Vietnamese Literature

According to educationvv, Vietnamese literary historiography differentiates between folk literature (Van hoc mieng) as orally transmitted literature and the written “scholarly literature” (Van hoc bac hoc) that has been passed down in writing for the period up to the 20th century. Proverbs, riddles, folk songs, folk tales / fairy tales and the drama of folk theater (north: Cheo; north and central Vietnam: Tuong; south: Cai Luong) as well as puppet, v. a. of the water puppet theater (Mua roi nuoc). The scholarly literature includes the poetry and prose genres in Old Chinese (Sino-Vietnamese or Han) and Vietnamese (Nom), which were influenced by the Chinese model. Despite all the diversity of the genera, there were mutual influences, v. a. in the nom literature.


After overcoming 1,000 years of Chinese rule (111 BC – 939 AD), the first Vietnamese state was founded in 968. From the time of the early Vietnamese dynasties in the 10th – 13th centuries. Mostly literary evidence has come down to us in Han from the 19th century. They were written by Buddhist monks and members of the royal family. In their writings, Buddhist belief in salvation and Confucian duties towards the dynasty, state and people were often linked. Parallel to the development of the school and examination system (first Mandarin examination: 1075), a new educational and administrative elite of Confucian scholars and mandarins developed. With their poems and prose pieces, they influenced public morality and called for a strengthening of the central state. From the end of the 13th

The development of Han prose was reflected in the annals of the Tran Dynasty and the works in the style of the “strange tales” (truyen ky / chuanqi), v. a. by Ly Te Xuyens »Viet dien u linh« (spirits of the land of the Viet; dated 1329), influenced. The basis of the originally 27, later 88 with additions, short stories about mythical and real Vietnamese rulers and heroes as well as ghosts were the official annals, Chinese historical-geographical works and the biographies of the local guardian spirits. The oldest copy of the Han prose work “Miraculous Incidents in the Area South of the Five Passes” (“Linh Nam chich quai”) dates from 1492; the work is said to have been created as early as the time of the Tran dynasty in the 14th century. Many of the original legends of the Viet were written down for the first time in both works. The confiscation of the literature during the Ming rule (1407-27) led to the fact that many early works were lost, are still known today by name alone or could only be partially reconstructed. Since the state independence by the Le dynasty (from 1427), literature has once again taken on an upswing through the promotion of education and the examination system. Nguyen Trai (* 1380, † 1442), who was an advisor to the ruler Le Loi (* 1384, † 1443), participated in the uprising against the Ming and was one of the most important writers of his time, wrote in both Vietnamese and Chinese. In addition to the 105 poems published posthumously in Han (“Uc Trai thi tap”) in 1480, he published the first imperial geography (“Du Dia Chi”) in Vietnamese in 1434 and the political-strategic script “Binh Ngo dai cao” (German “Proklamation on pacifying the Ngo «). In terms of subject matter and language, it shows the transition from early to “classical” Vietnamese literature. The Nom poems in particular mark an archaic state of Vietnamese literature that has not yet completely broken away from the Han model.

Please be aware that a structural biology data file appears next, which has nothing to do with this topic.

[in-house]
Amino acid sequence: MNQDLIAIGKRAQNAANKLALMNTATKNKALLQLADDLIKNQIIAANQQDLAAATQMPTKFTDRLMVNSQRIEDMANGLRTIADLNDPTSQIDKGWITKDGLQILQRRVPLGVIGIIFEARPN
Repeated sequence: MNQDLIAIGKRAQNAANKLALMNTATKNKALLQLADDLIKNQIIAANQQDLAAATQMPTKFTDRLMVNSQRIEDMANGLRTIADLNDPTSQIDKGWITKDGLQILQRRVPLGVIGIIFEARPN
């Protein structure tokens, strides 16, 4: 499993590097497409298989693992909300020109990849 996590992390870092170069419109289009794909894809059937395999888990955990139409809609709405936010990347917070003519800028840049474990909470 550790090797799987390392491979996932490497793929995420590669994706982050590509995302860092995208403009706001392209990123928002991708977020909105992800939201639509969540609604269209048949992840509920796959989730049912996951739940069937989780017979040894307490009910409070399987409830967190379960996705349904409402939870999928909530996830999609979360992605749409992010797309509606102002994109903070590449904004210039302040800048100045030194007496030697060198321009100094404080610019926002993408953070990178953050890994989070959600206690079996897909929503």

In the 16th century v. a. Nguyen Binh Khiem (* 1491, † 1585)  - who initially worked at the court of the Mac dynasty before he had a self-imposed asylum in the “white cloud” pagoda – outstanding works. These include the poetry cycles “Bach Van am thi tap” (around 1,000 Han poems) and “Bach Van quoc ngu thi” (200 Nom poems). Influenced by Chinese philosophy, he seeks answers to the social crisis of his time that arose from the rivalry between aristocratic cliques. The Vietnamese literary language developed further with the Nom poems in particular. An important prose work of the 16th century was created by Nguyen Du (* 1765, † 1820) whose »Mixed Notes of Strange Stories« (»Truyen ky man luc«) are based in theme and plot on Chinese models and have been relocated to a Vietnamese environment.

18./19. Century – Highlights of Traditional Literature